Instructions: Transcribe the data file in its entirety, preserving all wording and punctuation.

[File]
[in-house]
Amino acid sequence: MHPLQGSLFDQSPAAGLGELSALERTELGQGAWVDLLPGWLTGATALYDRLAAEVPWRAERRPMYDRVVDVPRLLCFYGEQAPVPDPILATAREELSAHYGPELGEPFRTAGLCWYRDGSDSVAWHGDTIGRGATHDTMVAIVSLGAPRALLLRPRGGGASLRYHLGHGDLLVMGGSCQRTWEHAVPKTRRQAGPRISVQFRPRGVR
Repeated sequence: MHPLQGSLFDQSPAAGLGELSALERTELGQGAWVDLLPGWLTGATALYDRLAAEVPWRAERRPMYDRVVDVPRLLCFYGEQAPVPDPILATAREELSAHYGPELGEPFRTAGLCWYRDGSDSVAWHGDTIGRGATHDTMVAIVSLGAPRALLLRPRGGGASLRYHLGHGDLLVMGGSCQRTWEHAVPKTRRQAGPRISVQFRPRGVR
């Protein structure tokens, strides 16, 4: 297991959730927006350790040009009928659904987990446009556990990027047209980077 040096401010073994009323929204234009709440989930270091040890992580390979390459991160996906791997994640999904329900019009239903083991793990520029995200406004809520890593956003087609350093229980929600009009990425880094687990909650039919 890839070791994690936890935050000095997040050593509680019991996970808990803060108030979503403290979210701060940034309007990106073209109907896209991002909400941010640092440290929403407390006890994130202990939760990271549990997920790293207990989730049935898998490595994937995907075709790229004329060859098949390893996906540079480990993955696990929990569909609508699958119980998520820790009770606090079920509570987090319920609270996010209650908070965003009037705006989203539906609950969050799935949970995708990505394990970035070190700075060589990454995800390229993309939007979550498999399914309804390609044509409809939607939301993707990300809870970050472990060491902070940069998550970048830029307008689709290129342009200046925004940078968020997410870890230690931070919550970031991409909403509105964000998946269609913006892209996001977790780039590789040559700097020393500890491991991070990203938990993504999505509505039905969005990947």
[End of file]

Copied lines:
[in-house]
Amino acid sequence: MHPLQGSLFDQSPAAGLGELSALERTELGQGAWVDLLPGWLTGATALYDRLAAEVPWRAERRPMYDRVVDVPRLLCFYGEQAPVPDPILATAREELSAHYGPELGEPFRTAGLCWYRDGSDSVAWHGDTIGRGATHDTMVAIVSLGAPRALLLRPRGGGASLRYHLGHGDLLVMGGSCQRTWEHAVPKTRRQAGPRISVQFRPRGVR
Repeated sequence: MHPLQGSLFDQSPAAGLGELSALERTELGQGAWVDLLPGWLTGATALYDRLAAEVPWRAERRPMYDRVVDVPRLLCFYGEQAPVPDPILATAREELSAHYGPELGEPFRTAGLCWYRDGSDSVAWHGDTIGRGATHDTMVAIVSLGAPRALLLRPRGGGASLRYHLGHGDLLVMGGSCQRTWEHAVPKTRRQAGPRISVQFRPRGVR
């Protein structure tokens, strides 16, 4: 297991959730927006350790040009009928659904987990446009556990990027047209980077 040096401010073994009323929204234009709440989930270091040890992580390979390459991160996906791997994640999904329900019009239903083991793990520029995200406004809520890593956003087609350093229980929600009009990425880094687990909650039919 890839070791994690936890935050000095997040050593509680019991996970808990803060108030979503403290979210701060940034309007990106073209109907896209991002909400941010640092440290929403407390006890994130202990939760990271549990997920790293207990989730049935898998490595994937995907075709790229004329060859098949390893996906540079480990993955696990929990569909609508699958119980998520820790009770606090079920509570987090319920609270996010209650908070965003009037705006989203539906609950969050799935949970995708990505394990970035070190700075060589990454995800390229993309939007979550498999399914309804390609044509409809939607939301993707990300809870970050472990060491902070940069998550970048830029307008689709290129342009200046925004940078968020997410870890230690931070919550970031991409909403509105964000998946269609913006892209996001977790780039590789040559700097020393500890491991991070990203938990993504999505509505039905969005990947």